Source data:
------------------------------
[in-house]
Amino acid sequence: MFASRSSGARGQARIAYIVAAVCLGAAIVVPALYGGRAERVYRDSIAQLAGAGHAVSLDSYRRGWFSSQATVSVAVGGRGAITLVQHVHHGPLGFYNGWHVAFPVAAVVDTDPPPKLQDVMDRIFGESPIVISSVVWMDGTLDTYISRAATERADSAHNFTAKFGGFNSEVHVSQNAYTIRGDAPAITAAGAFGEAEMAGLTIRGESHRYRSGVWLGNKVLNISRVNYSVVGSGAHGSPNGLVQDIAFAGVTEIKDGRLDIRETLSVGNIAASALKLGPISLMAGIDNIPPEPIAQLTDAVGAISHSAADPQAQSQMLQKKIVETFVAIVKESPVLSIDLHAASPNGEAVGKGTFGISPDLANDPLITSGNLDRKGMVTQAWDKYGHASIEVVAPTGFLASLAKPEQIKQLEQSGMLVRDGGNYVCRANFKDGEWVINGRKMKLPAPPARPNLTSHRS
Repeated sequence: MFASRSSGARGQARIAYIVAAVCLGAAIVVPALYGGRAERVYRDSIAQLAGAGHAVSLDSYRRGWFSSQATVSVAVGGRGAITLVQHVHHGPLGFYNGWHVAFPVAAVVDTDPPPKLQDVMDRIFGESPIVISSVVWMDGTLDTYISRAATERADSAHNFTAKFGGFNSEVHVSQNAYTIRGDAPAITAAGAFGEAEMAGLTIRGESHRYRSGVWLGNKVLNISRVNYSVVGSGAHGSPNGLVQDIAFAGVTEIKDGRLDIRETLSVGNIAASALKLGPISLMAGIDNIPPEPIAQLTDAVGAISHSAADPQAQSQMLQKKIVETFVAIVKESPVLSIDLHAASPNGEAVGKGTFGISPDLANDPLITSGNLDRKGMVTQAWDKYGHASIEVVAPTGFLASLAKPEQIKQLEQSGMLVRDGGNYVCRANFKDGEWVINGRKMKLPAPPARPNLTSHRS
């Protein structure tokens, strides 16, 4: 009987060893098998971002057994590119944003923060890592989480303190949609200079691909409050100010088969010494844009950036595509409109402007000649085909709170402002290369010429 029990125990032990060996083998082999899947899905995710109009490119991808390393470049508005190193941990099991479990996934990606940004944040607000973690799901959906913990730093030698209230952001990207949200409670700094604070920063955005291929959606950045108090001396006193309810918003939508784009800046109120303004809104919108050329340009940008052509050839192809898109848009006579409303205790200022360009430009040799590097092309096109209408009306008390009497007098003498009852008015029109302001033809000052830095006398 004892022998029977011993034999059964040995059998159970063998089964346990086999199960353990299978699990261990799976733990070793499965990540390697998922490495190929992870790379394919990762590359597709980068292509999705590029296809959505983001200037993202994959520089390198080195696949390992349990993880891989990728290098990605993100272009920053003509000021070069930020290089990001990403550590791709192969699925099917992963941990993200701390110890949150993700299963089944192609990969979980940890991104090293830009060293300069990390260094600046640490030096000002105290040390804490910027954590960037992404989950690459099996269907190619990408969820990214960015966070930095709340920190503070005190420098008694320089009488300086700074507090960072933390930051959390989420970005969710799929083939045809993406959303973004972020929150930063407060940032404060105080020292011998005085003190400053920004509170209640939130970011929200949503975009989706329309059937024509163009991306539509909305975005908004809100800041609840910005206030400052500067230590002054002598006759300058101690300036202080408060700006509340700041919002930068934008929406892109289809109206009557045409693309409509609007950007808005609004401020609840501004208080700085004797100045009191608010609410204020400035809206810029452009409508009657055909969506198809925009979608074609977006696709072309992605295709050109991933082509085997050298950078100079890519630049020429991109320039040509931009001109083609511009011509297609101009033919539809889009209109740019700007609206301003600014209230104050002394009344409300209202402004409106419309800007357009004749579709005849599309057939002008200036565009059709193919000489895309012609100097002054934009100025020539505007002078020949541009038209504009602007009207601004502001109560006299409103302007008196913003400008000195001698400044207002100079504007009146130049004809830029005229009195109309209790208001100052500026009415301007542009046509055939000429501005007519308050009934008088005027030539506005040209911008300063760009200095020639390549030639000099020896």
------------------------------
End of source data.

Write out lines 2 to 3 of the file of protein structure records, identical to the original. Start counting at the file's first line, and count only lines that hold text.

Amino acid sequence: MFASRSSGARGQARIAYIVAAVCLGAAIVVPALYGGRAERVYRDSIAQLAGAGHAVSLDSYRRGWFSSQATVSVAVGGRGAITLVQHVHHGPLGFYNGWHVAFPVAAVVDTDPPPKLQDVMDRIFGESPIVISSVVWMDGTLDTYISRAATERADSAHNFTAKFGGFNSEVHVSQNAYTIRGDAPAITAAGAFGEAEMAGLTIRGESHRYRSGVWLGNKVLNISRVNYSVVGSGAHGSPNGLVQDIAFAGVTEIKDGRLDIRETLSVGNIAASALKLGPISLMAGIDNIPPEPIAQLTDAVGAISHSAADPQAQSQMLQKKIVETFVAIVKESPVLSIDLHAASPNGEAVGKGTFGISPDLANDPLITSGNLDRKGMVTQAWDKYGHASIEVVAPTGFLASLAKPEQIKQLEQSGMLVRDGGNYVCRANFKDGEWVINGRKMKLPAPPARPNLTSHRS
Repeated sequence: MFASRSSGARGQARIAYIVAAVCLGAAIVVPALYGGRAERVYRDSIAQLAGAGHAVSLDSYRRGWFSSQATVSVAVGGRGAITLVQHVHHGPLGFYNGWHVAFPVAAVVDTDPPPKLQDVMDRIFGESPIVISSVVWMDGTLDTYISRAATERADSAHNFTAKFGGFNSEVHVSQNAYTIRGDAPAITAAGAFGEAEMAGLTIRGESHRYRSGVWLGNKVLNISRVNYSVVGSGAHGSPNGLVQDIAFAGVTEIKDGRLDIRETLSVGNIAASALKLGPISLMAGIDNIPPEPIAQLTDAVGAISHSAADPQAQSQMLQKKIVETFVAIVKESPVLSIDLHAASPNGEAVGKGTFGISPDLANDPLITSGNLDRKGMVTQAWDKYGHASIEVVAPTGFLASLAKPEQIKQLEQSGMLVRDGGNYVCRANFKDGEWVINGRKMKLPAPPARPNLTSHRS